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Abu Simbel

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Abu Simbel Image provided by Classroom Clip Art (http://classroomclipart.com)
A bay of Lake Nasser and the temple of Nefertari
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A bay of Lake Nasser and the temple of Nefertari
Abu Simbel Image provided by Classroom Clip Art (http://classroomclipart.com)
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Abu Simbel Image provided by Classroom Clip Art (http://classroomclipart.com)

The archaeological complex of Abu Simbel comprises two massive rock temples in southern Egypt, built on the western bank of the River Nile - presently, Lake Nasser. It is a part of the Nubian Monuments UNESCO World Heritage Site, which runs from Abu Simbel downriver as far as Philae.

The twin temples were carved out of the mountainside by Pharaoh Rameses II in the 13th century BC to intimidate his Nubian neighbors and as a lasting monument to himself and his queen Nefertari, commemorating his alleged victory at the Battle of Kadesh.

Contents

The Greater Abu Simbel Temple

The Greater Abu Simbel Temple, one of many relics erected by Pharaoh Rameses II, is generally considered the grandest and most beautiful of his temples. The facade is 33 meters high, and 38 meters broad, and guarded by four statues of Rameses II, each of which is 20 meters high.

High on the facade, there is a carved row of baboons, smiling at the sunrise. On the doorway of the temple, there is a beautiful inscription of the king's name, Ser-Ma'at-Ra, and between the legs of the colossal statues on the fa硤e there are smaller statues of Rameses II's family: his mother Mut-tuy, his wife Nefertari, and his sons and daughters.

There is also a number of dedications, most notably one that records Rameses II's marriage to the daughter of the King of the Hittites. The temple entrance leads on to the Great Hall of Pillars, with eight pillars bearing the deified Rameses II in the shape of Osiris.

The walls of this hall bear inscriptions recording the Battle of Kadesh waged by Rameses II against the Hittites. Then we enter the smaller hall of the temple – the hall of the nobles, containing four square pillars. Then we come to the Holiest of Holies, containing four seated statues of Ra-Harakhte, Ptah, Amun-Ra, and the deified Rameses II. This temple is unique, since the sun shines directly on the holy of holies two days a year: February 21, the king's birthday, and October 22, the date of his coronation.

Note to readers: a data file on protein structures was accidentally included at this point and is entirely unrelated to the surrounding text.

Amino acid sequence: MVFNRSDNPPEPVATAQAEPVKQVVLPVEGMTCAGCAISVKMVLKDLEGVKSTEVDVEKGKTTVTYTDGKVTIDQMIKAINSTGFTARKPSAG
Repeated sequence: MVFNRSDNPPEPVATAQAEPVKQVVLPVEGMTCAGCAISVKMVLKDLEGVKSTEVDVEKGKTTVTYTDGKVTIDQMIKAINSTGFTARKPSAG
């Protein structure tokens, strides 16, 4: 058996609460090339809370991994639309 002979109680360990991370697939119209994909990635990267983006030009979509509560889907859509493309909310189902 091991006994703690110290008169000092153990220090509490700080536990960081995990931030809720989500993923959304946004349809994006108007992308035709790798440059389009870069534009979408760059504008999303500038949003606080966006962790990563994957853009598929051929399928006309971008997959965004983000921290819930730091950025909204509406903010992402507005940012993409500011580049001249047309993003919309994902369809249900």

The Smaller Abu Simbel Temple

The Smaller Abu Simbel Temple is located north of the Greater Temple. It was carved in the rock by Rameses II and dedicated to Hathor, the goddess of love and beauty, and also to his favorite wife, Nefertari. The fa硤e is adorned by six statues, four of Rameses II and two of Nefertari; most unusually, the six are the same height, which indicates the esteem in which Nefertari was held. The entrance leads to a hall containing six pillars bearing the head of the goddess Hathor.

The eastern wall bears inscriptions depicting Rameses II striking the enemy before Ra-Harakhte and Amun-Ra. Other wall scenes show Rameses II and Nefertari offering sacrifices to the gods.

Beyond this hall, there is another wall with similar scenes and paintings. In the farthest depths of the temple is the holy of holies, where a statue of the goddess Hathor stands.

This is, indeed, a most awesome sight to the visitor; for here he finds the greatest artificial dome that bears the man-made mountain behind the Temples of Abu Simbel.

Relocation

The temples of Abu Simbel.Image provided by Classroom Clip Art (http://classroomclipart.com)
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The temples of Abu Simbel.Image provided by Classroom Clip Art (http://classroomclipart.com)
Model showing the relative positions of the Abu Simbel temples before and after relocation]]

In 1959 an international donations campaign to save the monuments of Nubia began: the southernmost relics of this ancient human civilization were under threat from the rising waters of the Nile that were about to result from the contruction of the Aswan High Dam. The salvage of the Abu Simbel temples began in 1964, and cost some USD $36 million. Between 1964 and 1968, the entire site was dismantled and reassembled in a new location – 65 m higher and 200 m back from the river.

Pictures of Abul Simbel

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